In this guide, students will learn about how the amount of heat energy that Earth’s upper oceans have absorbed has increased over time. Then, students will discuss strategies for interpreting, understanding and communicating data.
Students will answer questions about the online Science News article “Earth’s oceans are storing record-breaking amounts of heat,” which explores how the upper oceans’ heat storage capacity has changed over time. A version of the story, “Earth’s oceans broke heat records in 2020,” appears in the February 13, 2021 issue of Science News.
Students will discuss how graphs and quantitative analogies are useful for interpreting and understanding data. Then, students will analyze and compare how effective each strategy is at communicating a scientific claim. As an extension, students may propose an alternative method of displaying or explaining given data.
Students will answer questions about the online Science News article “How the Earth-shaking theory of plate tectonics was born,” which explores how scientists formed the theory of plate tectonics. A version of the story, “Shaking up Earth,” can be found in the January 16, 2021 issue of Science News.
Students will research the conditions necessary for the formation of organic molecules and living things. Working in groups, students will then develop a “recipe” for life based on physical, chemical, geological, astronomical and biological principles. Class discussions will cover the role of interdisciplinary research in studying the origins of life on Earth and searching for life beyond our solar system.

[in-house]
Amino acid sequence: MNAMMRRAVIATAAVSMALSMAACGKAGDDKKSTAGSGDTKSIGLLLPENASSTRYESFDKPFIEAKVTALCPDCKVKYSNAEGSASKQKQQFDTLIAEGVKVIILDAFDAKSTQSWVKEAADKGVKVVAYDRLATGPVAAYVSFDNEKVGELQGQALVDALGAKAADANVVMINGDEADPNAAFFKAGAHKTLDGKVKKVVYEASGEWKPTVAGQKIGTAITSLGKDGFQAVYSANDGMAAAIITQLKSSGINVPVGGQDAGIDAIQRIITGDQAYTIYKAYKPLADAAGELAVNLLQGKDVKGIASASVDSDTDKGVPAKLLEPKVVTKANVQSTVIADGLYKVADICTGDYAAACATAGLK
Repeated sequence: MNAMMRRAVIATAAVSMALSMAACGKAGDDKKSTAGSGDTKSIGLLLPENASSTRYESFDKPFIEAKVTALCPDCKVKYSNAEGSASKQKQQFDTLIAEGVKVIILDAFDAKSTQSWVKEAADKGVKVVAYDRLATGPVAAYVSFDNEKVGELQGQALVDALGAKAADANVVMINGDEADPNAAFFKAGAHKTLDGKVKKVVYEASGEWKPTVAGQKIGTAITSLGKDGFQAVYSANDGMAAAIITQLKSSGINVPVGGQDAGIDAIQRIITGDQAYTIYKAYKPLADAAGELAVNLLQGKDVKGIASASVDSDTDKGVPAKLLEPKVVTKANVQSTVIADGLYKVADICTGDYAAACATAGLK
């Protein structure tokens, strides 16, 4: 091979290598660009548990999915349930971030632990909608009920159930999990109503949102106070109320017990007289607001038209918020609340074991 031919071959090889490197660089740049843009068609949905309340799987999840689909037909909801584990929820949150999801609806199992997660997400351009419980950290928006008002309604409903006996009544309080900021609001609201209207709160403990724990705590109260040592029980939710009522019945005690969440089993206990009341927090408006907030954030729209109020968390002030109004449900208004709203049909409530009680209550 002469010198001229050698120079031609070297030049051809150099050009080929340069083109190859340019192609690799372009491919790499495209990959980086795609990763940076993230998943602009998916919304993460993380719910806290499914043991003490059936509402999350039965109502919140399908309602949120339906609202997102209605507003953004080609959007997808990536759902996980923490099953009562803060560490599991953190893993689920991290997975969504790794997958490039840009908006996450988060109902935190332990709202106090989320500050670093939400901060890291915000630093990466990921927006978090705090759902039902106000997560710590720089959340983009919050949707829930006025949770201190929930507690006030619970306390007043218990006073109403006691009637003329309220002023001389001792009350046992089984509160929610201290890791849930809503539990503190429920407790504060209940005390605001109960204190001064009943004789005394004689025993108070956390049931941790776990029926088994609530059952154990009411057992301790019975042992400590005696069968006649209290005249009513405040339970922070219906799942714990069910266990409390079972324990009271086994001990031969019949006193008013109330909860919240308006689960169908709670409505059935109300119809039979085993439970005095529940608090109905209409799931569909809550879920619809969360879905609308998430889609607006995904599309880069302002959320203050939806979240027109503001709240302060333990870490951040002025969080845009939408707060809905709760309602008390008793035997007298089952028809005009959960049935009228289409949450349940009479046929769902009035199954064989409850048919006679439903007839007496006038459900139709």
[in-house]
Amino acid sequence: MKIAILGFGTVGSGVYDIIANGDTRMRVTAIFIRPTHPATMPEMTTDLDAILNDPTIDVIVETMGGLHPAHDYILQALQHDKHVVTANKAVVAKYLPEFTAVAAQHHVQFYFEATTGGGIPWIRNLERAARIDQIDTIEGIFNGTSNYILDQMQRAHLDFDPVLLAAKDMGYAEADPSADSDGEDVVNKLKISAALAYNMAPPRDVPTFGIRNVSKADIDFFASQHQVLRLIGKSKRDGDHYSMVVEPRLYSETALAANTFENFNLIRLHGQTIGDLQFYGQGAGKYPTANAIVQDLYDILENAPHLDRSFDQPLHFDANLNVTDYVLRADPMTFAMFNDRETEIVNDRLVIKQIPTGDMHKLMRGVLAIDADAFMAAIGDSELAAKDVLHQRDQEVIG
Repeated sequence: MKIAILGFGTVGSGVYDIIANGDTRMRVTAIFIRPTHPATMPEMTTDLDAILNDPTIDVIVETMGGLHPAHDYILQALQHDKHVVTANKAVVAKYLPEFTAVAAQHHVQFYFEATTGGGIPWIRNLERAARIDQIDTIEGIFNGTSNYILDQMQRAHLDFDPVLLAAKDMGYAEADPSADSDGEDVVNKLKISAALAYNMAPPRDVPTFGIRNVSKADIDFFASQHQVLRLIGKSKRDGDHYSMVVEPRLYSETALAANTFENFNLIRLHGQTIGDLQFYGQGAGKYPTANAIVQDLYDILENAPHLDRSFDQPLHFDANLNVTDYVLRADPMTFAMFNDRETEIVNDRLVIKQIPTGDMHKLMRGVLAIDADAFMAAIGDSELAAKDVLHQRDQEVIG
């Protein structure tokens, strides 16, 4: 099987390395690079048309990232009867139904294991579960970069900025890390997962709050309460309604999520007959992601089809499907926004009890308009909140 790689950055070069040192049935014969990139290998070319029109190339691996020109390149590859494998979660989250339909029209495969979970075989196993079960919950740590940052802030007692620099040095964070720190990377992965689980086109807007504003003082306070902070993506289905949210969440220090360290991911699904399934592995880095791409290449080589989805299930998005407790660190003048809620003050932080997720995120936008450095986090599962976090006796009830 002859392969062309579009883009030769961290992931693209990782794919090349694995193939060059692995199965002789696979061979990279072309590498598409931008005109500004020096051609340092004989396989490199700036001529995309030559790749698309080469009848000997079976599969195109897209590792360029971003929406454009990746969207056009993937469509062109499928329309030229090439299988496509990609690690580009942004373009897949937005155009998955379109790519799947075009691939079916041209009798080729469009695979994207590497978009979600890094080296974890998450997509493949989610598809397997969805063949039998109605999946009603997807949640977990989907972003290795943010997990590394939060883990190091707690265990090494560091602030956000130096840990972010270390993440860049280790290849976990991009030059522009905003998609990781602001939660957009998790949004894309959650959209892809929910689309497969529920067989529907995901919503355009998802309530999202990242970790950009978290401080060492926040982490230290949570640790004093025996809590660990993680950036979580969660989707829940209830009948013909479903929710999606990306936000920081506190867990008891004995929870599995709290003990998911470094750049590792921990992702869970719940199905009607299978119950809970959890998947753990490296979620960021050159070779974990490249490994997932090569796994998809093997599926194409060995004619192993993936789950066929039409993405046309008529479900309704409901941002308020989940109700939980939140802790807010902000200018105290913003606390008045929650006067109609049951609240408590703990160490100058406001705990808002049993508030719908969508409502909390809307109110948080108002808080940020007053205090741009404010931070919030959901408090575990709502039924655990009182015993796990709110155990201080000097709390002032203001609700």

In this guide, students will learn about how researchers used engineering to help an endangered species navigate its habitat after a natural disaster. Then, students will explore other examples of solutions to habitat fragmentation and discuss the importance of conservation.
Students will learn about the effects of habitat fragmentation on a critically endangered species, explore scientists’ process for designing and engineering a solution to the problem, and discuss the importance of conservation.
In this guide, students will learn about the extraordinary diving ability of the Cuvier’s beaked whale and what scientists think allows the marine mammal to stay underwater for extended periods. Then, students will discuss the ocean zone model and research the environment and species of a specific ocean zone.
Students will explore how the ocean environment changes with depth and how various organisms’ physical traits allow the organisms to thrive at different depths. Students then will discuss the benefits and limitations of the ocean zone model.
When it comes to fighting global warming, it’s hard to know where to start. How can individuals make meaningful contributions to this effort? This activity, designed for in-class or at-home learning, encourages students to find ways they can reduce their own carbon footprints, as well as help others work toward the same goal.